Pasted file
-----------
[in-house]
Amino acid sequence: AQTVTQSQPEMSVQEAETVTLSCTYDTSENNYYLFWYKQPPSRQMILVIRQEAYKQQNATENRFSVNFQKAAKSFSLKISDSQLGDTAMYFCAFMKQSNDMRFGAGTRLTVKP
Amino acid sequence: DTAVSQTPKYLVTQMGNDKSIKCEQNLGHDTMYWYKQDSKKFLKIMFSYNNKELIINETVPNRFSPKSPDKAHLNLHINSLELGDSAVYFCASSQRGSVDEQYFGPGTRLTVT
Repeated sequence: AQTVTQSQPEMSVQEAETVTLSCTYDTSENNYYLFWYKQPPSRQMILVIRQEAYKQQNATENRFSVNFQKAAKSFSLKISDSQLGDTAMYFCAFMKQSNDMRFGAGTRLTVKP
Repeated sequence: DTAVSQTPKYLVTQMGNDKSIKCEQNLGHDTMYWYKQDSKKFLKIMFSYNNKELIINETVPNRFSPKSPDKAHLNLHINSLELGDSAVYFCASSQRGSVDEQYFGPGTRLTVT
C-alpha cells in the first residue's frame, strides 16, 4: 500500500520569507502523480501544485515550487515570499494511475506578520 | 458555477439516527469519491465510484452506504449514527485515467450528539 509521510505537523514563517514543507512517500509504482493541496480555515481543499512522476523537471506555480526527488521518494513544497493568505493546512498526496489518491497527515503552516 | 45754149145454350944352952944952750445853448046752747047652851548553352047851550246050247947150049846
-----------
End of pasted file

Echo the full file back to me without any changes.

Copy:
[in-house]
Amino acid sequence: AQTVTQSQPEMSVQEAETVTLSCTYDTSENNYYLFWYKQPPSRQMILVIRQEAYKQQNATENRFSVNFQKAAKSFSLKISDSQLGDTAMYFCAFMKQSNDMRFGAGTRLTVKP
Amino acid sequence: DTAVSQTPKYLVTQMGNDKSIKCEQNLGHDTMYWYKQDSKKFLKIMFSYNNKELIINETVPNRFSPKSPDKAHLNLHINSLELGDSAVYFCASSQRGSVDEQYFGPGTRLTVT
Repeated sequence: AQTVTQSQPEMSVQEAETVTLSCTYDTSENNYYLFWYKQPPSRQMILVIRQEAYKQQNATENRFSVNFQKAAKSFSLKISDSQLGDTAMYFCAFMKQSNDMRFGAGTRLTVKP
Repeated sequence: DTAVSQTPKYLVTQMGNDKSIKCEQNLGHDTMYWYKQDSKKFLKIMFSYNNKELIINETVPNRFSPKSPDKAHLNLHINSLELGDSAVYFCASSQRGSVDEQYFGPGTRLTVT
C-alpha cells in the first residue's frame, strides 16, 4: 500500500520569507502523480501544485515550487515570499494511475506578520 | 458555477439516527469519491465510484452506504449514527485515467450528539 509521510505537523514563517514543507512517500509504482493541496480555515481543499512522476523537471506555480526527488521518494513544497493568505493546512498526496489518491497527515503552516 | 45754149145454350944352952944952750445853448046752747047652851548553352047851550246050247947150049846